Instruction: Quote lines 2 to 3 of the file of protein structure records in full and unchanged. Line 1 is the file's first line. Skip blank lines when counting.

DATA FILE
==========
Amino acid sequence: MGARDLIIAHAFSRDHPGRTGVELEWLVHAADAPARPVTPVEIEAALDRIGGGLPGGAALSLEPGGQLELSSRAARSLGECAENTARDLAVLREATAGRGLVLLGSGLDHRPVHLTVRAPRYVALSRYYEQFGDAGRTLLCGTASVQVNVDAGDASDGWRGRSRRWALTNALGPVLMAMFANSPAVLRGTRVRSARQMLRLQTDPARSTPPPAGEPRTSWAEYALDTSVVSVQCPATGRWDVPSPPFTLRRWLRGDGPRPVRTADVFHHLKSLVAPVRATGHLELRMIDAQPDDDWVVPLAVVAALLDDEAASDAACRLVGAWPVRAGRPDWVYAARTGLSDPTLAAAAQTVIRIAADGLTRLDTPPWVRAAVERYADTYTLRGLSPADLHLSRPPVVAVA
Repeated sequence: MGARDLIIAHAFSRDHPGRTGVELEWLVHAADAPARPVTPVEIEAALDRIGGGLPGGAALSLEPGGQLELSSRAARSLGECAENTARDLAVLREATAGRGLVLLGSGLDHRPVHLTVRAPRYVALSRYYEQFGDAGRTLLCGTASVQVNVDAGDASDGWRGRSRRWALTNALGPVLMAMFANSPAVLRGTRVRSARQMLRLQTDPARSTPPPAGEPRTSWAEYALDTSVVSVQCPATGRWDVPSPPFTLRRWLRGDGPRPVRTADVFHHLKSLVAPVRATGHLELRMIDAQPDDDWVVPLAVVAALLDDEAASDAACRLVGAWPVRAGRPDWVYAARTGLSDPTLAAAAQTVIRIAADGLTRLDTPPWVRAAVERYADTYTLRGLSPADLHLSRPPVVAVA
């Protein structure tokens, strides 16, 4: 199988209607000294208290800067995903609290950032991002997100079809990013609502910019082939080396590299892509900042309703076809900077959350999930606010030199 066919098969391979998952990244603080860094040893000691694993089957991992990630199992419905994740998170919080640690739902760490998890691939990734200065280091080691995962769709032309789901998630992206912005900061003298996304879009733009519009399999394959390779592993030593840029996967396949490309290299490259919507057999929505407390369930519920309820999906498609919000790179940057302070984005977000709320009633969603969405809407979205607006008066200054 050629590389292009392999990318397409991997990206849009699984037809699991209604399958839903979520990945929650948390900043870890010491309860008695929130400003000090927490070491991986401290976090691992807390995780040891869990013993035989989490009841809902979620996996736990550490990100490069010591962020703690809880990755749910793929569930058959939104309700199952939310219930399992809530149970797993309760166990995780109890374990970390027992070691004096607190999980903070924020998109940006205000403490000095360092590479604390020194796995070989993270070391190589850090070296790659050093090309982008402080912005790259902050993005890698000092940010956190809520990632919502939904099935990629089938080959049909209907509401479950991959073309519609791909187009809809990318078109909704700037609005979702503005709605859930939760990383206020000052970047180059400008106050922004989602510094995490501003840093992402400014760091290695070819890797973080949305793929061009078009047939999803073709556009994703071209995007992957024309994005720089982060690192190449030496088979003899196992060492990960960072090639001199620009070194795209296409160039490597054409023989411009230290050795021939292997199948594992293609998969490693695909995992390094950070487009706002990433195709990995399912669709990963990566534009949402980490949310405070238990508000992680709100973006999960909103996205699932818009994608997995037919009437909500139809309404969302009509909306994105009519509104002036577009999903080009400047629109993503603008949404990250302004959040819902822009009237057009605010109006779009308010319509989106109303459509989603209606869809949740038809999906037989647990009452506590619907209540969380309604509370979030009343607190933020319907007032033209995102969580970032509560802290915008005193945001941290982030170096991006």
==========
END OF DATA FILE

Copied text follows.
Repeated sequence: MGARDLIIAHAFSRDHPGRTGVELEWLVHAADAPARPVTPVEIEAALDRIGGGLPGGAALSLEPGGQLELSSRAARSLGECAENTARDLAVLREATAGRGLVLLGSGLDHRPVHLTVRAPRYVALSRYYEQFGDAGRTLLCGTASVQVNVDAGDASDGWRGRSRRWALTNALGPVLMAMFANSPAVLRGTRVRSARQMLRLQTDPARSTPPPAGEPRTSWAEYALDTSVVSVQCPATGRWDVPSPPFTLRRWLRGDGPRPVRTADVFHHLKSLVAPVRATGHLELRMIDAQPDDDWVVPLAVVAALLDDEAASDAACRLVGAWPVRAGRPDWVYAARTGLSDPTLAAAAQTVIRIAADGLTRLDTPPWVRAAVERYADTYTLRGLSPADLHLSRPPVVAVA
């Protein structure tokens, strides 16, 4: 199988209607000294208290800067995903609290950032991002997100079809990013609502910019082939080396590299892509900042309703076809900077959350999930606010030199 066919098969391979998952990244603080860094040893000691694993089957991992990630199992419905994740998170919080640690739902760490998890691939990734200065280091080691995962769709032309789901998630992206912005900061003298996304879009733009519009399999394959390779592993030593840029996967396949490309290299490259919507057999929505407390369930519920309820999906498609919000790179940057302070984005977000709320009633969603969405809407979205607006008066200054 050629590389292009392999990318397409991997990206849009699984037809699991209604399958839903979520990945929650948390900043870890010491309860008695929130400003000090927490070491991986401290976090691992807390995780040891869990013993035989989490009841809902979620996996736990550490990100490069010591962020703690809880990755749910793929569930058959939104309700199952939310219930399992809530149970797993309760166990995780109890374990970390027992070691004096607190999980903070924020998109940006205000403490000095360092590479604390020194796995070989993270070391190589850090070296790659050093090309982008402080912005790259902050993005890698000092940010956190809520990632919502939904099935990629089938080959049909209907509401479950991959073309519609791909187009809809990318078109909704700037609005979702503005709605859930939760990383206020000052970047180059400008106050922004989602510094995490501003840093992402400014760091290695070819890797973080949305793929061009078009047939999803073709556009994703071209995007992957024309994005720089982060690192190449030496088979003899196992060492990960960072090639001199620009070194795209296409160039490597054409023989411009230290050795021939292997199948594992293609998969490693695909995992390094950070487009706002990433195709990995399912669709990963990566534009949402980490949310405070238990508000992680709100973006999960909103996205699932818009994608997995037919009437909500139809309404969302009509909306994105009519509104002036577009999903080009400047629109993503603008949404990250302004959040819902822009009237057009605010109006779009308010319509989106109303459509989603209606869809949740038809999906037989647990009452506590619907209540969380309604509370979030009343607190933020319907007032033209995102969580970032509560802290915008005193945001941290982030170096991006």